Going to the merits of the case, the Court finds that petitioner's claim of self-defense does not deserve merit. It is settled that a person invoking self-defense admits to having inflicted harm upon another person - a potential criminal act under Title Eight (Crimes Against Persons) of the Revised Penal Code (RPC).23 However, he or she makes the additional, defensive contention that even as he or she may have inflicted harm, he or she nevertheless incurred no criminal liability as the looming danger upon his or her own person justified the infliction of protective harm to an erstwhile aggressor.24 Hence, it becomes incumbent upon the accused to prove by clear and convincing evidence the three (3) elements of self-defense, namely: (1) unlawful aggression on the part of the victim; (2) reasonable necessity of the means employed to prevent or repel the aggression; and (3) lack of sufficient provocation on the part of the person defending himself.25 Of these elements, the accused must, initially, prove unlawful aggression, because without it, there can be no self-defense, either complete or incomplete.26

In the instant case, both the RTC and the CA found that, contrary to the claims of petitioner, the evidence of the case shows that there was no unlawful aggression coming from Ang. The Court finds no error on the part of the RTC and the CA in holding that the records are bereft of sufficient proof to support petitioner's allegation that Ang punched and hit him on the face. In fact, the CA held that petitioner stated in his testimony that he has no evidence of his claimed injury and, indeed, his medical certificate states that he did not exhibit any external signs of physical injuries at the time of his examination.27 Neither was there competent evidence to prove petitioner's claim that Ang's head injuries were accidentally self-inflicted when petitioner supposedly lost grip of the rolling pin when he and Ang were fighting for its possession which allegedly caused Ang to hit himself on the head. The RTC also observed that petitioner never mentioned during the police investigation that he acted in self-defense. Verily, the issue of credibility, when it is decisive of the guilt or innocence of the accused, is determined by the conformity of the conflicting claims and recollections of the witnesses to common experience and to the observation of mankind as probable under the circumstances.28 It has been appropriately emphasized that the court has no test of the truth of human testimony, except its conformity to human knowledge, observation, and experience.29 Whatever is repugnant to these belongs to the miraculous and is outside of judicial cognizance.30 In sum, the Court finds no error in the decision of both the RTC and the CA that petitioner's assertion of self-defense cannot be justifiably appreciated for being uncorroborated by independent and competent evidence, and for being extremely doubtful by itself.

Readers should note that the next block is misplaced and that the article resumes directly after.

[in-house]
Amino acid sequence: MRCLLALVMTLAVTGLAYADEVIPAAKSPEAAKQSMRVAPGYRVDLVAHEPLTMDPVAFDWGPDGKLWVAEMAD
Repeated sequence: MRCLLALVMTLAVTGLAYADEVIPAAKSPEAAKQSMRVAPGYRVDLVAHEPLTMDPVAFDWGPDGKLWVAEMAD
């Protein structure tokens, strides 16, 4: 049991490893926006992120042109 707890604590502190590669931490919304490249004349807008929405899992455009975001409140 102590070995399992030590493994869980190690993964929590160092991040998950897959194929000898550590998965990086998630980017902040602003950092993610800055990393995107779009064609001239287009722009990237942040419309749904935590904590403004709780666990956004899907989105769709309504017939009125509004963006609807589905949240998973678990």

The foregoing notwithstanding, this Court finds that the RTC and the CA committed error in finding petitioner guilty beyond reasonable doubt of the crime of attempted murder.

At this point, it bears to reiterate the settled rule that in criminal cases, an appeal throws the entire case wide open for review and the reviewing tribunal can correct errors, though unassigned in the appealed judgment, or even reverse the trial court's decision based on grounds other than those that the parties raised as errors.31 The appeal confers the appellate court full jurisdiction over the case and renders such court competent to examine records, revise the judgment appealed from, increase the penalty, and cite the proper provision of the penal law.32

Murder is defined and punished by Article 248 of the RPC, as amended by Republic Act No. 7659, to wit:

Article 248. Murder. — Any person who, not falling within the provisions of Article 246, shall kill another, shall be guilty of murder and shall be punished by reclusion perpetua, to death if committed with any of the following attendant circumstances:

1. With treachery, taking advantage of superior strength, with the aid of armed men, or employing means to weaken the defense or of means or persons to insure or afford impunity;

     x x x x

2. With evident premeditation;